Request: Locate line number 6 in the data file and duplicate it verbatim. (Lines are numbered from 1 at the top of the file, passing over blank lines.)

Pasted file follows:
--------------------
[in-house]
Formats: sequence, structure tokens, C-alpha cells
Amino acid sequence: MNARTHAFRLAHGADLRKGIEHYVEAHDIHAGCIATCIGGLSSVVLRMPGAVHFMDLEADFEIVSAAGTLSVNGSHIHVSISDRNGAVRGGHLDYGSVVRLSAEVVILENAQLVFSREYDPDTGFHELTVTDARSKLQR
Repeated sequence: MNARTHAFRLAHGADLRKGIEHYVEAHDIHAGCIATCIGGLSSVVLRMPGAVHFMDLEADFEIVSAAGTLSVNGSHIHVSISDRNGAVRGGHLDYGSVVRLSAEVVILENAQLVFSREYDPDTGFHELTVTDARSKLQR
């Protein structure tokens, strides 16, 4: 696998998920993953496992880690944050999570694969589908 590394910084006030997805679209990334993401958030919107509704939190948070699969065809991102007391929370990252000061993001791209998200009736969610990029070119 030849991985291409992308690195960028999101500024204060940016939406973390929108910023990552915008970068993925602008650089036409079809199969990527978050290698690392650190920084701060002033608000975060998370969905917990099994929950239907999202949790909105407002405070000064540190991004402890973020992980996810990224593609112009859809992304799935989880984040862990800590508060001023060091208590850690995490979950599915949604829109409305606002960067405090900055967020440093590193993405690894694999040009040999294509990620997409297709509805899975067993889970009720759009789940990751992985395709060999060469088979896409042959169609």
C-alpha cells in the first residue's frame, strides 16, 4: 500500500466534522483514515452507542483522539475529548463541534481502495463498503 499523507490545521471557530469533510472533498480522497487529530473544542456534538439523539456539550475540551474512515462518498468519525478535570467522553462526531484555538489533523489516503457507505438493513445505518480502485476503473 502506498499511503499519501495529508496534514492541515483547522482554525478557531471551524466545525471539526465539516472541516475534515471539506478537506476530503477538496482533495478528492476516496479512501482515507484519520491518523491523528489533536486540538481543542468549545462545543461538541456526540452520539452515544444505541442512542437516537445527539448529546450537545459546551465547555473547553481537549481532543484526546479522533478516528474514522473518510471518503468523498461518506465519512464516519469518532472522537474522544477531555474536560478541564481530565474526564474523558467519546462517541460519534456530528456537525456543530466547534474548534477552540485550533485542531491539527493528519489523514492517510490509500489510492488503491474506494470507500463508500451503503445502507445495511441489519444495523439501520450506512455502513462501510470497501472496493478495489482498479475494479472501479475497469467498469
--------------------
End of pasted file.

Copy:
C-alpha cells in the first residue's frame, strides 16, 4: 500500500466534522483514515452507542483522539475529548463541534481502495463498503 499523507490545521471557530469533510472533498480522497487529530473544542456534538439523539456539550475540551474512515462518498468519525478535570467522553462526531484555538489533523489516503457507505438493513445505518480502485476503473 502506498499511503499519501495529508496534514492541515483547522482554525478557531471551524466545525471539526465539516472541516475534515471539506478537506476530503477538496482533495478528492476516496479512501482515507484519520491518523491523528489533536486540538481543542468549545462545543461538541456526540452520539452515544444505541442512542437516537445527539448529546450537545459546551465547555473547553481537549481532543484526546479522533478516528474514522473518510471518503468523498461518506465519512464516519469518532472522537474522544477531555474536560478541564481530565474526564474523558467519546462517541460519534456530528456537525456543530466547534474548534477552540485550533485542531491539527493528519489523514492517510490509500489510492488503491474506494470507500463508500451503503445502507445495511441489519444495523439501520450506512455502513462501510470497501472496493478495489482498479475494479472501479475497469467498469